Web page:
Ethical mentoring is a fairly new term, but it’s likely to be one we are going to hear a lot more of.
The concept comes from a recognition that unethical and illegal behaviour in organisations rarely happens because an individual or group of people set out to do wrong. Rather, it starts with small breaches and gradually grows in scope and scale.
While they are not expected to substitute for formal processes of whistleblowing, ethical mentors can have a positive impact on the systems that organisations already have in place.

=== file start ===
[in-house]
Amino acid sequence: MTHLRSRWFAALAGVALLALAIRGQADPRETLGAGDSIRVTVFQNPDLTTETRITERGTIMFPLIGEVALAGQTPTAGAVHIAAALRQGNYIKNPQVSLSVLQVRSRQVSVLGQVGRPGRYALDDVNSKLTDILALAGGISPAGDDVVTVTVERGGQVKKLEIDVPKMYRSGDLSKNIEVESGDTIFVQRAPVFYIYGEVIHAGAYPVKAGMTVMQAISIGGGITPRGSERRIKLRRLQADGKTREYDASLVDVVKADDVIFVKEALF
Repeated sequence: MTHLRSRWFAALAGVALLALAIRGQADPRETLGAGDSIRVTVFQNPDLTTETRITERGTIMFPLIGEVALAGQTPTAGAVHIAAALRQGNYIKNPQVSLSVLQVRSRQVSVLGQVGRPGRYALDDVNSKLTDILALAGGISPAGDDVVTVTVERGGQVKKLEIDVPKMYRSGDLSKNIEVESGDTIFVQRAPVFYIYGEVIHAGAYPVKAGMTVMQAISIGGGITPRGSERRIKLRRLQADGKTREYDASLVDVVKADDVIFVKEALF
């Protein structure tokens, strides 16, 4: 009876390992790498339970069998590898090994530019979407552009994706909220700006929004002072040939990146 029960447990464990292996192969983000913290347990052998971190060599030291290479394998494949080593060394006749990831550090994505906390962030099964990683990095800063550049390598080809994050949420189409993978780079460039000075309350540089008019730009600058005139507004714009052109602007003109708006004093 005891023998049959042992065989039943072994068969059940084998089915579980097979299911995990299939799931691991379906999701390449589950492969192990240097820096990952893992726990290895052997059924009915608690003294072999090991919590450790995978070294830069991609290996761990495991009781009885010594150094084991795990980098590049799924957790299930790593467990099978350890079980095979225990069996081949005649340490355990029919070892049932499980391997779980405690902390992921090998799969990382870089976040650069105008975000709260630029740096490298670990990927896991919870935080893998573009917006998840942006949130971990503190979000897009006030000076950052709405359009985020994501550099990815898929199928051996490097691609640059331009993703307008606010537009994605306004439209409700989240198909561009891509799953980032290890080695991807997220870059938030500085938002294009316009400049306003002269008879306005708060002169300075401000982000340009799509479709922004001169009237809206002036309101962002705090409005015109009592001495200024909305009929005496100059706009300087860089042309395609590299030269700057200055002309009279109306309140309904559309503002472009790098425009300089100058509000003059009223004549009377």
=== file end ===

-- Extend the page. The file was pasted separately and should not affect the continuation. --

Currently, there are two recurring problems with these systems. The first is that people don’t report problems, because they are afraid that the situation will escalate out of their control.
The second is that, at the other extreme, people rush to report matters to the whistleblowing hotline, and end up undermining due process that is already tackling the problem in an appropriate and effective manner.
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